In the 1970s, the left-wing critics were not entirely ignored. For example, Barry Barnes in Scientific Knowledge and Sociological Theory (1974) discussed work by Bob Young, among others.
Sometimes the radical critics were kept invisible. John Ziman, a prominent scientist, joined the social science fraternity with a series of defences of science. In his book The Force of Knowledge (1976), he stated that "It was all very well for an enthusiastic bunch of leftists to conceive a Society for Social Responsibility in Science. After a few years, they converted this society to other ideological ends, and most of the reputable scientists resigned." (p. vii). Ziman assumed that doing science and having an overt, non-orthodox political commitment are incompatible. But he didn't want to leave the analysis of the links between science and society to the "leftists," hence his book.
For Ziman, the critics were a shadowy source of misconception and misdirection. He never did them the courtesy of giving them names. For example, Ziman rejected any analysis that suggested that Darwin's theory was shaped by the ideas of Malthus: "This is the sort of pitfall that is often encountered in the game of searching deeply for social and economic influences in the history of science" (p. 131). Who were the players of this "game"? Bob Young? Ziman didn't say.
Of T. H. Huxley, Ziman said, "His sincere but rather self-conscious religious radicalism mirrors the naive political radicalism of some of our own distinguished contemporaries" (p. 138). Hilary and Steven Rose? Ziman didn't say.
Ziman at least indicated that there were some radicals in the field. Even such oblique references became less frequent in the 1980s. Today, those involved in the politically articulated critique of science seldom receive even a Ziman-style acknowledgement.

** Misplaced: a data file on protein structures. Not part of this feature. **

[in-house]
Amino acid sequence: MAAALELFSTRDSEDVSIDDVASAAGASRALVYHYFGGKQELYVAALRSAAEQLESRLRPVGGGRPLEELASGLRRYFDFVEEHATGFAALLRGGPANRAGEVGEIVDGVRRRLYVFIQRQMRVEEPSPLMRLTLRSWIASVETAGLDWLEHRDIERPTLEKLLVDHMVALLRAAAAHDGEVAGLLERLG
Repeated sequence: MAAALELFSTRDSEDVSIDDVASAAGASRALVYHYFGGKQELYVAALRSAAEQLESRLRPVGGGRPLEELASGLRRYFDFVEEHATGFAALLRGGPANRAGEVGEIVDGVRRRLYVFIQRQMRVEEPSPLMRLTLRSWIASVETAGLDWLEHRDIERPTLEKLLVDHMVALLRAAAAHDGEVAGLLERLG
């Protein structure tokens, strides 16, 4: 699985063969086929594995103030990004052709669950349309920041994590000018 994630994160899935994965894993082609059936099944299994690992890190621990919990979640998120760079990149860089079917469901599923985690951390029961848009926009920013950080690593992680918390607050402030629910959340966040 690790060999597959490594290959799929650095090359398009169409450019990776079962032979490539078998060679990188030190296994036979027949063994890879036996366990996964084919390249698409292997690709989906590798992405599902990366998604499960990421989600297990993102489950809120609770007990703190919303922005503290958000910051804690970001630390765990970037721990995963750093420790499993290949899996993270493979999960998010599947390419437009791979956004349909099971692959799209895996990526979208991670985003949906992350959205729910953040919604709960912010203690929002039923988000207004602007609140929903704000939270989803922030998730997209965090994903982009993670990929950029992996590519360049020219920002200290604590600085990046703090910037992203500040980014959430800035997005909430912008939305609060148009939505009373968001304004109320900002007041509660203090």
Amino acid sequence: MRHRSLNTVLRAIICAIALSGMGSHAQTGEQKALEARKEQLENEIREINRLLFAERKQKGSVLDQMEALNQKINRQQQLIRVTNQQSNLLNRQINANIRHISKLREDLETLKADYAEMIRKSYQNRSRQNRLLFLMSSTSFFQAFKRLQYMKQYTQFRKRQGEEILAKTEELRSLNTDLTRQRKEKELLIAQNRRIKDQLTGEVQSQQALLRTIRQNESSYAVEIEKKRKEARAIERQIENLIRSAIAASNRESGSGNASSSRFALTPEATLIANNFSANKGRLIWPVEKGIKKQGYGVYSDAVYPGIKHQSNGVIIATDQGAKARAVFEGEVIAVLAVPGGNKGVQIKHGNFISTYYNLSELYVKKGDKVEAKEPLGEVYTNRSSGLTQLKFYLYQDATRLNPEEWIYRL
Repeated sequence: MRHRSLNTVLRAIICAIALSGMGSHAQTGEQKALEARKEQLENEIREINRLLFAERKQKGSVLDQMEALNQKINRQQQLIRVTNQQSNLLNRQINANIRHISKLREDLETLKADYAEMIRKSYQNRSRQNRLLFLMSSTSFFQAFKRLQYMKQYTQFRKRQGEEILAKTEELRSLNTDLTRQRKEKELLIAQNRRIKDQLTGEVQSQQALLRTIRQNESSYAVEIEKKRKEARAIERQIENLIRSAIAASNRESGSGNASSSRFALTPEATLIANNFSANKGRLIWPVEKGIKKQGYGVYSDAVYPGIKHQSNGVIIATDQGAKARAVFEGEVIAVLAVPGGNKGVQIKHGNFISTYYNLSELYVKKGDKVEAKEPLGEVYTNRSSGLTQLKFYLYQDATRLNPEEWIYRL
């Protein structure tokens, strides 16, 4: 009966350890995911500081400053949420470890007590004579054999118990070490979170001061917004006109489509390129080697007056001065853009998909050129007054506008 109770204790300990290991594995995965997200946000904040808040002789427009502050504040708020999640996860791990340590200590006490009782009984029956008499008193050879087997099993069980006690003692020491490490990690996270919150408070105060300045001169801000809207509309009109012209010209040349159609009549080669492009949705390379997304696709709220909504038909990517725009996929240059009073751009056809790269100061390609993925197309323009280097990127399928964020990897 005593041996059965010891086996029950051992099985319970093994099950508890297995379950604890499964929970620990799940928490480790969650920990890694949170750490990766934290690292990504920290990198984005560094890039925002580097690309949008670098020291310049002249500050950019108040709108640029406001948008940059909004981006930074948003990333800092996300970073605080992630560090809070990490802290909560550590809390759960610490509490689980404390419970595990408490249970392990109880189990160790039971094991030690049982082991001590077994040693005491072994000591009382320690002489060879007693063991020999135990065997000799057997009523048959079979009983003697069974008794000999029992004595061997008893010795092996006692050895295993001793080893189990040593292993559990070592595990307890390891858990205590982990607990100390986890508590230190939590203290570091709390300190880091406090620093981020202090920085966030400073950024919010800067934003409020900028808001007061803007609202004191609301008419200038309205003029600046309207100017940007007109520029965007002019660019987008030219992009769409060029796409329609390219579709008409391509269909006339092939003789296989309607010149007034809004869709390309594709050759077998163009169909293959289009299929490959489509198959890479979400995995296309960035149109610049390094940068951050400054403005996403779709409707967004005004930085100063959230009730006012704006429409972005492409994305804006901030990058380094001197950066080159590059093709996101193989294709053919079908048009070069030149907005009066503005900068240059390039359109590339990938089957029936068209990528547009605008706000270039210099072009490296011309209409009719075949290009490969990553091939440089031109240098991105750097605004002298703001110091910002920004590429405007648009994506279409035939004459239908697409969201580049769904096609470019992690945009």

For example, Harry Collins, in his 1990 book Artificial Experts: Social Knowledge and Intelligent Machines, has a long footnote summarising case studies in the sociology of scientific knowledge. After acknowledging the early work of Ludwik Fleck, he gets to the brass tacks of citing contemporaries:
-- Collins (1975, 1981) on gravity waves;
-- Latour and Woolgar (1979) on a brain peptide;
-- Pickering (1981) on magnetic monopoles;
-- Harvey (1981) on quantum theory;
-- Pinch (1981, 1986) on solar neutrinos;
-- Travis (1981) on learned behaviour in worms and rats;
-- Knorr-Cetina (1981) on a food research laboratory;
-- Rudwick (1985) on geology;
-- Shapin and Schaffer (1985) on Robert Boyle and vacuum pumps.
Of contemporaries, Collins has pride of place. It is his story, after all. Somewhere along the line, earlier works by Young (1969, 1971, 1973), Forman (1971), various authors in Radical Science Journal and in Rose and Rose (1976a, 1976b) or even the vulgar Hessen (1931) seem to have disappeared -- even when published in mainstream journals. No doubt they have been defined as not really being sociology of scientific knowledge.